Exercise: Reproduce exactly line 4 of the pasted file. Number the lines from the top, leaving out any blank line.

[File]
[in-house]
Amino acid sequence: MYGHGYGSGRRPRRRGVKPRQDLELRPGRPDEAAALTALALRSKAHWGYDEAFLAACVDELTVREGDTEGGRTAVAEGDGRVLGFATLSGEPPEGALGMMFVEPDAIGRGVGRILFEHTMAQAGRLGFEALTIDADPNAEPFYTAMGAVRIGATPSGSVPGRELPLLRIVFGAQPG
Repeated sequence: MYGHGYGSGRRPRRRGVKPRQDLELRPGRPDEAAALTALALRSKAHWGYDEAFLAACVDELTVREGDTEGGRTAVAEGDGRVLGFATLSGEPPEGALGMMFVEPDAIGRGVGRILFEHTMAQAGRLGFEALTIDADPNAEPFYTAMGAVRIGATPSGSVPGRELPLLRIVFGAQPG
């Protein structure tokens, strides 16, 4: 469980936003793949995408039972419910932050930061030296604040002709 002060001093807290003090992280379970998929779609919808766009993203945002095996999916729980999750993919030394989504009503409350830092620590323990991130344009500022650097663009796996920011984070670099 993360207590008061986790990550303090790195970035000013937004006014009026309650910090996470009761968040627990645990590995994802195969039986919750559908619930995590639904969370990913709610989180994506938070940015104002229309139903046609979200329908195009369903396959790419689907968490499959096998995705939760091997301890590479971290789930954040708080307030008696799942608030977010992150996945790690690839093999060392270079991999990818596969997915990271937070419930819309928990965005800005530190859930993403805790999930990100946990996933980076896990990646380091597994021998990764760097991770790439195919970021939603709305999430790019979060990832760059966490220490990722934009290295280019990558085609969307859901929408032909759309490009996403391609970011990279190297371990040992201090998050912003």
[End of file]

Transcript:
């Protein structure tokens, strides 16, 4: 469980936003793949995408039972419910932050930061030296604040002709 002060001093807290003090992280379970998929779609919808766009993203945002095996999916729980999750993919030394989504009503409350830092620590323990991130344009500022650097663009796996920011984070670099 993360207590008061986790990550303090790195970035000013937004006014009026309650910090996470009761968040627990645990590995994802195969039986919750559908619930995590639904969370990913709610989180994506938070940015104002229309139903046609979200329908195009369903396959790419689907968490499959096998995705939760091997301890590479971290789930954040708080307030008696799942608030977010992150996945790690690839093999060392270079991999990818596969997915990271937070419930819309928990965005800005530190859930993403805790999930990100946990996933980076896990990646380091597994021998990764760097991770790439195919970021939603709305999430790019979060990832760059966490220490990722934009290295280019990558085609969307859901929408032909759309490009996403391609970011990279190297371990040992201090998050912003």